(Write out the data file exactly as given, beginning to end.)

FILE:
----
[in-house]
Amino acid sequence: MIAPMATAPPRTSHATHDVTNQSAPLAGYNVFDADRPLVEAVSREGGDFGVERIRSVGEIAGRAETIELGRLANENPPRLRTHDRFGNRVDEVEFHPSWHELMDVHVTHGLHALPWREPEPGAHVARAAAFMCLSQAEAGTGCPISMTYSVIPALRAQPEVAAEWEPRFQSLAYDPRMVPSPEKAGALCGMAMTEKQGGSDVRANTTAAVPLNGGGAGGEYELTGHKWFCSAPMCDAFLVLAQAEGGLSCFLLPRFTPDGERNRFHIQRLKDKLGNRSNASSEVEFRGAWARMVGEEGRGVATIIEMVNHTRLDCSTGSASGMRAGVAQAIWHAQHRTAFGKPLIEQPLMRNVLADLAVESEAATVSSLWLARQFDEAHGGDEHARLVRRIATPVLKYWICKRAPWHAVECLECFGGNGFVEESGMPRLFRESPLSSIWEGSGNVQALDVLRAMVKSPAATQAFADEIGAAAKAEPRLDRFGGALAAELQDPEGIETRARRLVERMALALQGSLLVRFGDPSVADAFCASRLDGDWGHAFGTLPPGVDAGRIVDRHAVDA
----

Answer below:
[in-house]
Amino acid sequence: MIAPMATAPPRTSHATHDVTNQSAPLAGYNVFDADRPLVEAVSREGGDFGVERIRSVGEIAGRAETIELGRLANENPPRLRTHDRFGNRVDEVEFHPSWHELMDVHVTHGLHALPWREPEPGAHVARAAAFMCLSQAEAGTGCPISMTYSVIPALRAQPEVAAEWEPRFQSLAYDPRMVPSPEKAGALCGMAMTEKQGGSDVRANTTAAVPLNGGGAGGEYELTGHKWFCSAPMCDAFLVLAQAEGGLSCFLLPRFTPDGERNRFHIQRLKDKLGNRSNASSEVEFRGAWARMVGEEGRGVATIIEMVNHTRLDCSTGSASGMRAGVAQAIWHAQHRTAFGKPLIEQPLMRNVLADLAVESEAATVSSLWLARQFDEAHGGDEHARLVRRIATPVLKYWICKRAPWHAVECLECFGGNGFVEESGMPRLFRESPLSSIWEGSGNVQALDVLRAMVKSPAATQAFADEIGAAAKAEPRLDRFGGALAAELQDPEGIETRARRLVERMALALQGSLLVRFGDPSVADAFCASRLDGDWGHAFGTLPPGVDAGRIVDRHAVDA